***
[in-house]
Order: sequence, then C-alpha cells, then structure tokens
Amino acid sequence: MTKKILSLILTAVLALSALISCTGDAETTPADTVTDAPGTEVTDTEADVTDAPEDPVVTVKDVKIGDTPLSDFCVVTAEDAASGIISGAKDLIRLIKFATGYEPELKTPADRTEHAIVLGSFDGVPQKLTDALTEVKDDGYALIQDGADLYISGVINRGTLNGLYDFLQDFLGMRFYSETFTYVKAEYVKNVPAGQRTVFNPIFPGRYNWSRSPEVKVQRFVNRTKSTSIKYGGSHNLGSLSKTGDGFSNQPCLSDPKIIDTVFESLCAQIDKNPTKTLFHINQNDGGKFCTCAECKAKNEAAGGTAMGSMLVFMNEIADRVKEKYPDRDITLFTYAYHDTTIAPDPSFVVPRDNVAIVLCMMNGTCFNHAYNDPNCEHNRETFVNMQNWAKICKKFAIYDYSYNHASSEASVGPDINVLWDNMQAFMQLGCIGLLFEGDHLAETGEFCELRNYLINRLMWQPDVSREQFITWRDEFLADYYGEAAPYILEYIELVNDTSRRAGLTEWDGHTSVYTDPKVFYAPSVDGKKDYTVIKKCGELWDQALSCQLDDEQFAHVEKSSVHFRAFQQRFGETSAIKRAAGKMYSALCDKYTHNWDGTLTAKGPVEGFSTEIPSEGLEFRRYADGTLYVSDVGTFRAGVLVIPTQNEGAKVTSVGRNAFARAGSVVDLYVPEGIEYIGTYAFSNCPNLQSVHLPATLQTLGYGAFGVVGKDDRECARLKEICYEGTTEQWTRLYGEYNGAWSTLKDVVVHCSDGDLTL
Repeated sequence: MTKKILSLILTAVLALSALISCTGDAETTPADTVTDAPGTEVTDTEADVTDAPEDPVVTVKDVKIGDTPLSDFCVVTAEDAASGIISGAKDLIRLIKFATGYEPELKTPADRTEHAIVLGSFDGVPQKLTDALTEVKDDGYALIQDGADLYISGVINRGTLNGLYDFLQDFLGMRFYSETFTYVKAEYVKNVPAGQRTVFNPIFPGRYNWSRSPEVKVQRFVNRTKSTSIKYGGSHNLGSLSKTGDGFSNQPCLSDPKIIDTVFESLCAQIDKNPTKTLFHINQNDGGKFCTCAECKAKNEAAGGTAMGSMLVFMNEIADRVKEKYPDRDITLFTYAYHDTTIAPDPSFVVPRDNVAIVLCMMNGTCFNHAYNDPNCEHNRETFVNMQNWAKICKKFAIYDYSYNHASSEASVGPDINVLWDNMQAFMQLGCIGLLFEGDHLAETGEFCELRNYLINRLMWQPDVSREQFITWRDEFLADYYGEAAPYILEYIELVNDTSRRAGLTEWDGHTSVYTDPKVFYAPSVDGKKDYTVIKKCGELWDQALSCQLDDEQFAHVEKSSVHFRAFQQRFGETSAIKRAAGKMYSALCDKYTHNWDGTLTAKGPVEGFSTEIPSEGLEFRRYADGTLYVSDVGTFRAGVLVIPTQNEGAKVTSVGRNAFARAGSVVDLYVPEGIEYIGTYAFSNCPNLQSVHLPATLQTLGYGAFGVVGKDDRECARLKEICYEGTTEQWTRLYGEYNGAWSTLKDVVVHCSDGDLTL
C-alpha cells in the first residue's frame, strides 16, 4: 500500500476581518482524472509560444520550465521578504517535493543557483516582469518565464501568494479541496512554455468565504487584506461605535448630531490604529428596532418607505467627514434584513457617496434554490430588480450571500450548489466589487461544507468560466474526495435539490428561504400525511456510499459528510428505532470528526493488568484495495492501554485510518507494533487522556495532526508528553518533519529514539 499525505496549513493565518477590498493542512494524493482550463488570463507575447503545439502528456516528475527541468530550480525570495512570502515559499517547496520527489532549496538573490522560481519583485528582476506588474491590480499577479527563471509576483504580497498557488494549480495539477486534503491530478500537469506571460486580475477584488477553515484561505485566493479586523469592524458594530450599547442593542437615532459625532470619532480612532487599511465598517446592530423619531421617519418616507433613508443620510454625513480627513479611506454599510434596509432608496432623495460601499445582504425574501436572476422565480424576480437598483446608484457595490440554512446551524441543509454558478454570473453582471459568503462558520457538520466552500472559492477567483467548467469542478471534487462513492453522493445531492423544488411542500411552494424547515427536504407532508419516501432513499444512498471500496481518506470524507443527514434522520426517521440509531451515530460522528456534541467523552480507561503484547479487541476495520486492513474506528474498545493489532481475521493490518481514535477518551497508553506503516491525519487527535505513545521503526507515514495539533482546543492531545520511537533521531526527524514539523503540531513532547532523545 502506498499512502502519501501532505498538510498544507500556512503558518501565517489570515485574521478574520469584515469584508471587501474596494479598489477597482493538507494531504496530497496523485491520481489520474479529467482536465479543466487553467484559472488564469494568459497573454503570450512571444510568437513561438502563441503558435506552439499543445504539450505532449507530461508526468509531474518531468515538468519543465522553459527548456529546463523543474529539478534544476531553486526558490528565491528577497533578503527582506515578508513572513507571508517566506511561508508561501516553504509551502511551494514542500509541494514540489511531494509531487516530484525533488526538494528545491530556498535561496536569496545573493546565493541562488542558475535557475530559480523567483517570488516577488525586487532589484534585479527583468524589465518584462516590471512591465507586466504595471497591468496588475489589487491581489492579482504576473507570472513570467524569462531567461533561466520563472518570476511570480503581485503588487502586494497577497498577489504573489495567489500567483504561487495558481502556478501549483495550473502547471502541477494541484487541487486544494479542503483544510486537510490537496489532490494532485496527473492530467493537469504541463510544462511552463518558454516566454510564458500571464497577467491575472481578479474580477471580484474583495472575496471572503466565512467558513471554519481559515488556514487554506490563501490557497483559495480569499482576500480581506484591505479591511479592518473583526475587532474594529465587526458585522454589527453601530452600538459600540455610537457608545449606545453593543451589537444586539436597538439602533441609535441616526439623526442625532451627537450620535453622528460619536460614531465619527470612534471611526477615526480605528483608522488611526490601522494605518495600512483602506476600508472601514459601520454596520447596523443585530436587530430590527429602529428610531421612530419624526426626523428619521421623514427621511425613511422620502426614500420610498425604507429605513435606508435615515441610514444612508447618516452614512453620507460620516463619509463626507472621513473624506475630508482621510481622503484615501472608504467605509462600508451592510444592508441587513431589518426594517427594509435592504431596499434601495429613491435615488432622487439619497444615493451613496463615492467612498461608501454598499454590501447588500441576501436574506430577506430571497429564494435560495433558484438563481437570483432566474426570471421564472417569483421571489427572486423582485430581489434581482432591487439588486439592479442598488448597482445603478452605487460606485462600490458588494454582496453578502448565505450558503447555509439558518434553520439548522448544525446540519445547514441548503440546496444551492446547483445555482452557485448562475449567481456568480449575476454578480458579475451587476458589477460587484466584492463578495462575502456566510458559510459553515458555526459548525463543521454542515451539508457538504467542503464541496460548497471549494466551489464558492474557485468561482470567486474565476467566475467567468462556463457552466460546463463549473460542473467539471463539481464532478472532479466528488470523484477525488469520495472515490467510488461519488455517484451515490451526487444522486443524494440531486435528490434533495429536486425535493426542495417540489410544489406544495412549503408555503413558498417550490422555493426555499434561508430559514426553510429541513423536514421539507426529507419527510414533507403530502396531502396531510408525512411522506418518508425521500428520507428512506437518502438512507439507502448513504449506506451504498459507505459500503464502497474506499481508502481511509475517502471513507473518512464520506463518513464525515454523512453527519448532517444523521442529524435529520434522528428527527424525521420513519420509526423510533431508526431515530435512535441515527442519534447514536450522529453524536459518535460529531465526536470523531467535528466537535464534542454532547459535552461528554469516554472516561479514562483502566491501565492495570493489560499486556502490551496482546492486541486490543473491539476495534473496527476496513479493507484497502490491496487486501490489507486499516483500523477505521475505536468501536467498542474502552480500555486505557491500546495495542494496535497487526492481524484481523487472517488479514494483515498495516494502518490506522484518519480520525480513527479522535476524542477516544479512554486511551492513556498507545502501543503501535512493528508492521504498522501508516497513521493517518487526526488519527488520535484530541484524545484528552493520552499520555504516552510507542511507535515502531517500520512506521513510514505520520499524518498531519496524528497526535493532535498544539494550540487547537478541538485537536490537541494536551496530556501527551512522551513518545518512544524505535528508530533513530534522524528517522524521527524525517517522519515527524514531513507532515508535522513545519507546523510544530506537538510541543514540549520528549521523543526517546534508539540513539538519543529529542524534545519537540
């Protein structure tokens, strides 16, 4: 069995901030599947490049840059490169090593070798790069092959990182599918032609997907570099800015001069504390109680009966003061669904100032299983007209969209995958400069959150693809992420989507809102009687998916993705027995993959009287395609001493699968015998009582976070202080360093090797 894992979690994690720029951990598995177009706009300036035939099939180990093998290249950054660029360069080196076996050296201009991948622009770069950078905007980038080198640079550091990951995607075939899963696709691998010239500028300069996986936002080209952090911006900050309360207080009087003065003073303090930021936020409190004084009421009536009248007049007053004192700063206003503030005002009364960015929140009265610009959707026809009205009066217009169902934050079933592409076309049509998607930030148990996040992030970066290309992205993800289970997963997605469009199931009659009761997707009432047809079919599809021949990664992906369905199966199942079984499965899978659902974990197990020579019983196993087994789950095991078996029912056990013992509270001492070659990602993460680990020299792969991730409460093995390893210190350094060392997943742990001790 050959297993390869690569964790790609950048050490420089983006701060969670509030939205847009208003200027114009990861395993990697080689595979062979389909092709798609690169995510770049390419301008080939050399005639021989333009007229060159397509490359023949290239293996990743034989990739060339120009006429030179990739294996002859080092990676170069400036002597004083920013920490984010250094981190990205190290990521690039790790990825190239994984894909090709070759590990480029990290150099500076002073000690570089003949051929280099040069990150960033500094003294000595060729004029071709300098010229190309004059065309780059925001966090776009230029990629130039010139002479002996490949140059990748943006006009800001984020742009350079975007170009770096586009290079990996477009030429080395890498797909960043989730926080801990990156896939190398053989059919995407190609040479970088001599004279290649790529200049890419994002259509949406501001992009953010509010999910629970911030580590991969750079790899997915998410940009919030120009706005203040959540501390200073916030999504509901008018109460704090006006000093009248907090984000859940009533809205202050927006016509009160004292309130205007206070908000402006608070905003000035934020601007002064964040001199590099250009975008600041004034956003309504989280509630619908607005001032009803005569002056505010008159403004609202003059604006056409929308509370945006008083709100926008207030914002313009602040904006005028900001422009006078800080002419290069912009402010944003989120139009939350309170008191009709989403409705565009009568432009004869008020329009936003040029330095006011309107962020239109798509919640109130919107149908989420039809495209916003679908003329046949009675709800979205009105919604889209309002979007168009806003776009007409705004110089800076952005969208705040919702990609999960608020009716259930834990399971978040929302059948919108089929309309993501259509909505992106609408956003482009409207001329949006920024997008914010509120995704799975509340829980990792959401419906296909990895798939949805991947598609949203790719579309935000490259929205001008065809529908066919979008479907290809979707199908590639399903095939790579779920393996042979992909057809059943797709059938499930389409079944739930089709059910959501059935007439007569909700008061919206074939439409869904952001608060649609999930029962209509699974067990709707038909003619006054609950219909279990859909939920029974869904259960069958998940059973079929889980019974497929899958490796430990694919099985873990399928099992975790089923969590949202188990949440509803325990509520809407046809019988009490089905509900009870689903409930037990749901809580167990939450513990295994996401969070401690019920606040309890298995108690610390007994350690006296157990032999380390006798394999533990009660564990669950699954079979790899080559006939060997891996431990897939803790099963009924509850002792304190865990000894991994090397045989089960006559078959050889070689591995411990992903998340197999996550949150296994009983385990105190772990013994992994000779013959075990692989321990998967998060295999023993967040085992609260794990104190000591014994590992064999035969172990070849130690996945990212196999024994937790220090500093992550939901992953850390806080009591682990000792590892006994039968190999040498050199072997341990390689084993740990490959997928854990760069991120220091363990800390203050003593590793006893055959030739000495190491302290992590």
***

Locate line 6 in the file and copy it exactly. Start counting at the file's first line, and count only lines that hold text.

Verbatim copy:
């Protein structure tokens, strides 16, 4: 069995901030599947490049840059490169090593070798790069092959990182599918032609997907570099800015001069504390109680009966003061669904100032299983007209969209995958400069959150693809992420989507809102009687998916993705027995993959009287395609001493699968015998009582976070202080360093090797 894992979690994690720029951990598995177009706009300036035939099939180990093998290249950054660029360069080196076996050296201009991948622009770069950078905007980038080198640079550091990951995607075939899963696709691998010239500028300069996986936002080209952090911006900050309360207080009087003065003073303090930021936020409190004084009421009536009248007049007053004192700063206003503030005002009364960015929140009265610009959707026809009205009066217009169902934050079933592409076309049509998607930030148990996040992030970066290309992205993800289970997963997605469009199931009659009761997707009432047809079919599809021949990664992906369905199966199942079984499965899978659902974990197990020579019983196993087994789950095991078996029912056990013992509270001492070659990602993460680990020299792969991730409460093995390893210190350094060392997943742990001790 050959297993390869690569964790790609950048050490420089983006701060969670509030939205847009208003200027114009990861395993990697080689595979062979389909092709798609690169995510770049390419301008080939050399005639021989333009007229060159397509490359023949290239293996990743034989990739060339120009006429030179990739294996002859080092990676170069400036002597004083920013920490984010250094981190990205190290990521690039790790990825190239994984894909090709070759590990480029990290150099500076002073000690570089003949051929280099040069990150960033500094003294000595060729004029071709300098010229190309004059065309780059925001966090776009230029990629130039010139002479002996490949140059990748943006006009800001984020742009350079975007170009770096586009290079990996477009030429080395890498797909960043989730926080801990990156896939190398053989059919995407190609040479970088001599004279290649790529200049890419994002259509949406501001992009953010509010999910629970911030580590991969750079790899997915998410940009919030120009706005203040959540501390200073916030999504509901008018109460704090006006000093009248907090984000859940009533809205202050927006016509009160004292309130205007206070908000402006608070905003000035934020601007002064964040001199590099250009975008600041004034956003309504989280509630619908607005001032009803005569002056505010008159403004609202003059604006056409929308509370945006008083709100926008207030914002313009602040904006005028900001422009006078800080002419290069912009402010944003989120139009939350309170008191009709989403409705565009009568432009004869008020329009936003040029330095006011309107962020239109798509919640109130919107149908989420039809495209916003679908003329046949009675709800979205009105919604889209309002979007168009806003776009007409705004110089800076952005969208705040919702990609999960608020009716259930834990399971978040929302059948919108089929309309993501259509909505992106609408956003482009409207001329949006920024997008914010509120995704799975509340829980990792959401419906296909990895798939949805991947598609949203790719579309935000490259929205001008065809529908066919979008479907290809979707199908590639399903095939790579779920393996042979992909057809059943797709059938499930389409079944739930089709059910959501059935007439007569909700008061919206074939439409869904952001608060649609999930029962209509699974067990709707038909003619006054609950219909279990859909939920029974869904259960069958998940059973079929889980019974497929899958490796430990694919099985873990399928099992975790089923969590949202188990949440509803325990509520809407046809019988009490089905509900009870689903409930037990749901809580167990939450513990295994996401969070401690019920606040309890298995108690610390007994350690006296157990032999380390006798394999533990009660564990669950699954079979790899080559006939060997891996431990897939803790099963009924509850002792304190865990000894991994090397045989089960006559078959050889070689591995411990992903998340197999996550949150296994009983385990105190772990013994992994000779013959075990692989321990998967998060295999023993967040085992609260794990104190000591014994590992064999035969172990070849130690996945990212196999024994937790220090500093992550939901992953850390806080009591682990000792590892006994039968190999040498050199072997341990390689084993740990490959997928854990760069991120220091363990800390203050003593590793006893055959030739000495190491302290992590």